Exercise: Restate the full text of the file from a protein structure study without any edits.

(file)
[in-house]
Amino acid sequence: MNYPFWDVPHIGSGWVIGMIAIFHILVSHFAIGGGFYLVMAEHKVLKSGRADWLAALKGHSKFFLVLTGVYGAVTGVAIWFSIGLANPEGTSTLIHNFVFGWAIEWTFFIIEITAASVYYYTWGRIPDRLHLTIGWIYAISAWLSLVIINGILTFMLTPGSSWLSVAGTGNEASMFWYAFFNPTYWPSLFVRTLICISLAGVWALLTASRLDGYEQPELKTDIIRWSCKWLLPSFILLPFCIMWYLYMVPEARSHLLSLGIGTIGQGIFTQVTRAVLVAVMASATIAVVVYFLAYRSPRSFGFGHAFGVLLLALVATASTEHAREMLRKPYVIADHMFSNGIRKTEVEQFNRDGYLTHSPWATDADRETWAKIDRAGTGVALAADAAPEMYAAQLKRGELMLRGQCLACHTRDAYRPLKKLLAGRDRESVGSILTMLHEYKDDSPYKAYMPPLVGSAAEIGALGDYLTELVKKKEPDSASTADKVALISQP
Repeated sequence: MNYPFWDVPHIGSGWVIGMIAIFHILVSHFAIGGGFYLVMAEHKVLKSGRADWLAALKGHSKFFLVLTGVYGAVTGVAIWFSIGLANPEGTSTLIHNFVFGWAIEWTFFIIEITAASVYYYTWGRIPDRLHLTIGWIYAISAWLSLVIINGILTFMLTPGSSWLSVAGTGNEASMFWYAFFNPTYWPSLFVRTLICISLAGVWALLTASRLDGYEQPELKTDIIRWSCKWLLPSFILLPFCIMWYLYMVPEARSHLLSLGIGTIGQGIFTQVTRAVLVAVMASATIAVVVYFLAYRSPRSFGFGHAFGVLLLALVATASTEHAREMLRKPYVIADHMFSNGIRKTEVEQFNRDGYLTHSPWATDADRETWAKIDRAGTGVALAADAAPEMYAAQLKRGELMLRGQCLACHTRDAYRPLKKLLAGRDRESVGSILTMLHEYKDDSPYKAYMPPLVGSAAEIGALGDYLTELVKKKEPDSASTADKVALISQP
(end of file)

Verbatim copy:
[in-house]
Amino acid sequence: MNYPFWDVPHIGSGWVIGMIAIFHILVSHFAIGGGFYLVMAEHKVLKSGRADWLAALKGHSKFFLVLTGVYGAVTGVAIWFSIGLANPEGTSTLIHNFVFGWAIEWTFFIIEITAASVYYYTWGRIPDRLHLTIGWIYAISAWLSLVIINGILTFMLTPGSSWLSVAGTGNEASMFWYAFFNPTYWPSLFVRTLICISLAGVWALLTASRLDGYEQPELKTDIIRWSCKWLLPSFILLPFCIMWYLYMVPEARSHLLSLGIGTIGQGIFTQVTRAVLVAVMASATIAVVVYFLAYRSPRSFGFGHAFGVLLLALVATASTEHAREMLRKPYVIADHMFSNGIRKTEVEQFNRDGYLTHSPWATDADRETWAKIDRAGTGVALAADAAPEMYAAQLKRGELMLRGQCLACHTRDAYRPLKKLLAGRDRESVGSILTMLHEYKDDSPYKAYMPPLVGSAAEIGALGDYLTELVKKKEPDSASTADKVALISQP
Repeated sequence: MNYPFWDVPHIGSGWVIGMIAIFHILVSHFAIGGGFYLVMAEHKVLKSGRADWLAALKGHSKFFLVLTGVYGAVTGVAIWFSIGLANPEGTSTLIHNFVFGWAIEWTFFIIEITAASVYYYTWGRIPDRLHLTIGWIYAISAWLSLVIINGILTFMLTPGSSWLSVAGTGNEASMFWYAFFNPTYWPSLFVRTLICISLAGVWALLTASRLDGYEQPELKTDIIRWSCKWLLPSFILLPFCIMWYLYMVPEARSHLLSLGIGTIGQGIFTQVTRAVLVAVMASATIAVVVYFLAYRSPRSFGFGHAFGVLLLALVATASTEHAREMLRKPYVIADHMFSNGIRKTEVEQFNRDGYLTHSPWATDADRETWAKIDRAGTGVALAADAAPEMYAAQLKRGELMLRGQCLACHTRDAYRPLKKLLAGRDRESVGSILTMLHEYKDDSPYKAYMPPLVGSAAEIGALGDYLTELVKKKEPDSASTADKVALISQP